No. WR-82,103-01 10/28/15
Are the defendants, convicted under Penal Code §33.021(b), which was found unconstitutional in Ex Parte Lo, entitled to relief under an “actual innocence” theory?
No. The “term ‘actual innocence’ shall apply, in Texas state cases, only in circumstances in which an accused did not, in fact, commit the charged offense or any of the lesser-included offenses.” While not entitled to a claim of actual innocent, these defendants were entitled to relief under Ex parte Lo and Ex parte Chance. Read.
Concurrence (Alcala, J.):
Judge Alcala agreed in the outcome of the case and noted in her concurrence that legal and factual innocence should be kept distinct due to the “benefits” that follow a declaration of actual innocence. Read.
Dissent (Yeary, J.):
Judge Yeary agreed that the defendants are not entitled to a claim of actual innocence but dissented with the majority because of his view that Lo should not be used to nullify convictions that were already final when it was decided. Read.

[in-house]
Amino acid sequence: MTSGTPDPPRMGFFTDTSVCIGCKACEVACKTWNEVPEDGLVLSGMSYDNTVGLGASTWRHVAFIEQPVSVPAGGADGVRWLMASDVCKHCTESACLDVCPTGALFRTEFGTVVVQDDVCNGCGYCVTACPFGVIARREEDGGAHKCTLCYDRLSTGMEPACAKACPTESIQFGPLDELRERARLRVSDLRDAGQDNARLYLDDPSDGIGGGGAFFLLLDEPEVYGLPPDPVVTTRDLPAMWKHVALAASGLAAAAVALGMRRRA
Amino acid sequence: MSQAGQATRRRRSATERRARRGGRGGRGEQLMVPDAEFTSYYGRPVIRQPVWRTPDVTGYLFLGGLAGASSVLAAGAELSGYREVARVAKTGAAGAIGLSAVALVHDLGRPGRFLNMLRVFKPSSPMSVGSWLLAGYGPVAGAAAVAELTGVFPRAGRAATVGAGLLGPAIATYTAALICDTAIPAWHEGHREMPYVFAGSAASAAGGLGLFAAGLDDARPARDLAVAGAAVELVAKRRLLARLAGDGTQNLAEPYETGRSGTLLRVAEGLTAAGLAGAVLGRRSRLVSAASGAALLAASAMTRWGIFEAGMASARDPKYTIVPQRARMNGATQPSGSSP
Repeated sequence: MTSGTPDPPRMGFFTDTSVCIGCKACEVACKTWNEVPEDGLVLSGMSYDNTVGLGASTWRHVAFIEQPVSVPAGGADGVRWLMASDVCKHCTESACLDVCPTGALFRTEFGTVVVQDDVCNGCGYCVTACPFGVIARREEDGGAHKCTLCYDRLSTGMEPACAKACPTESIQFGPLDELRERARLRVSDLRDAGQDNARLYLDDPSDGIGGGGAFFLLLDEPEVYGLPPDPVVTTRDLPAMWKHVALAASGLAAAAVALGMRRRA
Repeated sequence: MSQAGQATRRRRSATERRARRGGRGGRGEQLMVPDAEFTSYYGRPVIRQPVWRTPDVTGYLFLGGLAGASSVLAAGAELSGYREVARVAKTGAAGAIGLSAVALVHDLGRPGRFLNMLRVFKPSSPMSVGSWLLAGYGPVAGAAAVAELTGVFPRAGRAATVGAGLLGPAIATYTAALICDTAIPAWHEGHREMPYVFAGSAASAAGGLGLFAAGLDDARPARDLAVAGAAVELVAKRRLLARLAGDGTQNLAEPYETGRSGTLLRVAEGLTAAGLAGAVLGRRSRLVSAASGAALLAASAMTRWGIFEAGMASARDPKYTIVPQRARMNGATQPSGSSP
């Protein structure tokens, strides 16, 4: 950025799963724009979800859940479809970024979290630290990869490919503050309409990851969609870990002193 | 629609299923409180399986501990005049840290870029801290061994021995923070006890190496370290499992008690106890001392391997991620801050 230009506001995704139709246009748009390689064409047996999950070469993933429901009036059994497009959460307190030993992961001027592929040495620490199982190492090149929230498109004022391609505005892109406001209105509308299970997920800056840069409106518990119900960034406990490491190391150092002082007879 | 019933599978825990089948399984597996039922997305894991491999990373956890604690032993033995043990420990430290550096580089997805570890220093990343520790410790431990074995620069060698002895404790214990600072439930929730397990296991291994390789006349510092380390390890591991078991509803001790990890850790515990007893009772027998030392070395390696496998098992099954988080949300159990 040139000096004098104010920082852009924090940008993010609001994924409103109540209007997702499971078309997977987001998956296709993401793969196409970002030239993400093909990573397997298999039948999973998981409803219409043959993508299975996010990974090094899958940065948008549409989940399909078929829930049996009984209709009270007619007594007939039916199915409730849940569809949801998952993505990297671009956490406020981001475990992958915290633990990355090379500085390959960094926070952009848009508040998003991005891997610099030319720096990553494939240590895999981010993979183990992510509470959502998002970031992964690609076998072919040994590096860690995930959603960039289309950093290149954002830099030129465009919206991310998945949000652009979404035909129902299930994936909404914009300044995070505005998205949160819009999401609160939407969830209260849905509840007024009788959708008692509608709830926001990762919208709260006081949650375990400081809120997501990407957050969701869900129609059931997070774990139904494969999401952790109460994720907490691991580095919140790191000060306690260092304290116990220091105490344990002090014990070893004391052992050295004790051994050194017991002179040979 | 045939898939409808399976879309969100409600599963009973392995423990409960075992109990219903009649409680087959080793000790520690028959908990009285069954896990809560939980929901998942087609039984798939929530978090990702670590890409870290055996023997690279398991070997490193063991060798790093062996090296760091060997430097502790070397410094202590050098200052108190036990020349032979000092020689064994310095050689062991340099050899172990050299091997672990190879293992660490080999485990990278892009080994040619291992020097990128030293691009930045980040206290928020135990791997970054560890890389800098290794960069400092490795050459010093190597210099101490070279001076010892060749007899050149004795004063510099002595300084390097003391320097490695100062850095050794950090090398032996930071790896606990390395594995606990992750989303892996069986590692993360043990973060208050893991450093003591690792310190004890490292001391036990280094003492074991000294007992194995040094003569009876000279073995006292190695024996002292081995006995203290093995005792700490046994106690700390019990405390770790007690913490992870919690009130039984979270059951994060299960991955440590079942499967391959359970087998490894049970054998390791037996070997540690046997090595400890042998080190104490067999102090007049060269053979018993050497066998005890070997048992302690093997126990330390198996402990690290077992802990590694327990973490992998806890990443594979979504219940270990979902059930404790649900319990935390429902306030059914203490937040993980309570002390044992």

The court has been struggling mightily about how to arrive at an “actual innocence” ruling in cases in which a defendant has been convicted under an unconstitutional statute. This seems to be a compromise. But I would not expect that this is the court’s last word on the outer parameters of what constitutes “actual innocence” in Texas state court. The bottom line is that a majority of the court seems inclined to grant such defendants habeas corpus relief, but not to afford them status as those who are “actually innocent.”
No. PD-0840-14 10/28/15
Was the evidence in this case enough to prove the defendant knew that she was hindering apprehension in a felony arrest?
No. There was no evidence that the defendant knew her boyfriend was being arrested for a felony; thus, the hindering apprehension charge should not have been enhanced to a third-degree felony. The defendant was not acquitted, however—her case was remanded for sentencing as a misdemeanor. Read.
This case appears to be an anomaly because the federal felon-in-possession charge in this case was based upon a sealed indictment. The defendant could not have known what it was, unless the evidence specifically showed it. The case is instructive to make sure that prosecutors have proved all of the elements. Let’s hope we would not see a case like this again.
No. PD-007-15 10/28/15
Was the evidence in this case enough to show the defendant had the intent to defraud or harm another in a case for forgery?